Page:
It was also the year when those two airplanes crashed into the World Trading Centre in
An eventful year it was.
Then in 2002, Daimaru Melbourne Central Store closed down.
In early that year I turned 30 and, I saw it as the last chance to do something stupid like studying writing in
Writing has always been my ultimate hobby and my childhood dream was to become a writer…HA-HA.
The reason I write in English initially stemmed from my personal issue.
When I was going through my puberty, I used to expose my most intimate thoughts and feelings in my diary like many teenage girls would – and the diary, was always discovered and read by my mum and the result was not so pleasant.
Writing in Japanese became somewhat traumatizing to me as I grew up.
Then I stopped writing altogether, as I felt shy and paranoid that I might end up rubbing my family the wrong way – it was though, until I saw a perfect alternative in English to writing in Japanese.
My English was bad – really bad at that time.
I never passed test like Ei-ken or scored high mark in TOEFL exam.
I tried every way to improve my English, but it had always ended in failure until I started buying ‘English Journal’.
The magazine was entertaining to read and wasn’t too difficult like some other English magazines I’d purchased before. I listened to the cassette tape everyday and studied like mad - like I’d never done in my life.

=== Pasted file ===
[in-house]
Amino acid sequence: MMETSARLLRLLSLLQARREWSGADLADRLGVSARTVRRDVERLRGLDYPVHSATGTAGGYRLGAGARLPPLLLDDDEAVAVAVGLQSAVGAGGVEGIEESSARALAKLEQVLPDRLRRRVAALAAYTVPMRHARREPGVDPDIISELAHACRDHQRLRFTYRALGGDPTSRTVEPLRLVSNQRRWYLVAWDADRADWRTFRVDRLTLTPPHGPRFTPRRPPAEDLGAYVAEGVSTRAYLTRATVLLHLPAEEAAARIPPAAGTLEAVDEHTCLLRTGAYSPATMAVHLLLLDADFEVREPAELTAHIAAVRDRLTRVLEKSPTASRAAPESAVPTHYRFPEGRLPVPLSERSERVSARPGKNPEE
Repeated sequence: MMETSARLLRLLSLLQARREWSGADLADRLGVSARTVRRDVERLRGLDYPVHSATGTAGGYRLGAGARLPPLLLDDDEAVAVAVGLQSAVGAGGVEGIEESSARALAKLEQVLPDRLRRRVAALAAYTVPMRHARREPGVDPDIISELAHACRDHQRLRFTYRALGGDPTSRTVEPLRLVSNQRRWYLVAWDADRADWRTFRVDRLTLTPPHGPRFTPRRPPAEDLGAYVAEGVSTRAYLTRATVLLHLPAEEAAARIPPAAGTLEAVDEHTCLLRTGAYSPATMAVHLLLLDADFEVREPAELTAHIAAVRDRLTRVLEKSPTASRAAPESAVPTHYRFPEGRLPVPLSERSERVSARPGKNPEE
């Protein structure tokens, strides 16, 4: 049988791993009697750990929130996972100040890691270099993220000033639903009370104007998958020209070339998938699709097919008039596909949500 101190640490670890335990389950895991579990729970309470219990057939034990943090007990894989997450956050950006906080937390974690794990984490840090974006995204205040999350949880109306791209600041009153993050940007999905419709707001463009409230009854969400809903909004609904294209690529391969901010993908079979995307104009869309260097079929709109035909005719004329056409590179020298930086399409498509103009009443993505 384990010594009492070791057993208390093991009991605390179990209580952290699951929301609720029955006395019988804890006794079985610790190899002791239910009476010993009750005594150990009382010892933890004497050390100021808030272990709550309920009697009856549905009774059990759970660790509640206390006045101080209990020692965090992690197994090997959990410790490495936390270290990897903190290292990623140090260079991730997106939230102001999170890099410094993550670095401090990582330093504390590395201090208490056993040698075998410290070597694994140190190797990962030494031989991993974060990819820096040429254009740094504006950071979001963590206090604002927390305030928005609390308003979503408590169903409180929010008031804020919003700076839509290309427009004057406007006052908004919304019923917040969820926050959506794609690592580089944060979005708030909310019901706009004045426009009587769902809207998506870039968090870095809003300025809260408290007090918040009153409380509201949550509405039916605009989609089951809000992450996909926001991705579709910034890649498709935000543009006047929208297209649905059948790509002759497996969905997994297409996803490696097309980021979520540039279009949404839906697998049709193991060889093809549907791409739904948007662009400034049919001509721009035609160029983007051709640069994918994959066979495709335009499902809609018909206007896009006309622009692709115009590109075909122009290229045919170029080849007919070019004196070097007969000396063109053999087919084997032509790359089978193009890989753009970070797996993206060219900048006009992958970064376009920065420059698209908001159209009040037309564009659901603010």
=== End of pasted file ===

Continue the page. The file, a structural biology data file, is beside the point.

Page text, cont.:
After the 3-month effort, I somehow managed to score 618 in TOEIC exam.
Yeah, I know. It’s absolutely NOTHING to brag about.
I didn’t care if my writing was good or bad.
Writing in English gave me the freedom I had never felt before.
Then I started writing stories a year before coming to
It’s laughable that I believed seriously back then, that I was really good…and the fact that some teachers at English school suspected I was copying from newspapers helped me to become even cockier than I was already.
When I decided to apply for the professional writing and editing course in RMIT, however, even those teachers thought my attempt was way too audacious, but I was so determined and nothing discouraged me from entering the course.
I was miraculously accepted into the course in 2002 – and my confidence started to wane from Day 1. (another HA-HA.)
There were professional writers around me, and there were only a handful of overseas students in the course. My writing was of course, not up to their standard.
‘You have good stories to write.’ Guys from the course used to say to me just to be polite.
I can’t even remember how many books I had to read to learn words, expressions and appropriate context to use them, but it was a process I came to enjoy.
The next year, I gradually became accepted into the creative crowd and befriended with some.
At that time it looked as though they decided to take me slightly more seriously than 1st year, but I’ve no clue if I wasn’t just being delusional.
It doesn't matter now. At least, I survived through the course.
The important thing is that I thoroughly enjoyed the course. All I had to do was doing what I'm passionate about, without ever having to worry about exams - I hate exams!!!
Plus I never regretted doing the course.
It was the most amazing experience, which I felt privileged to have had.
The only thing that disturbs me these days is that every time I see or talk to friends from the course they keep asking me if I’ve been writing anything.
Yeah… sort of.
I write this blog and that’s my limit.
Am I doing this just to indulge myself, I sometimes wonder?
Is this a pathetic effort? - I hope not.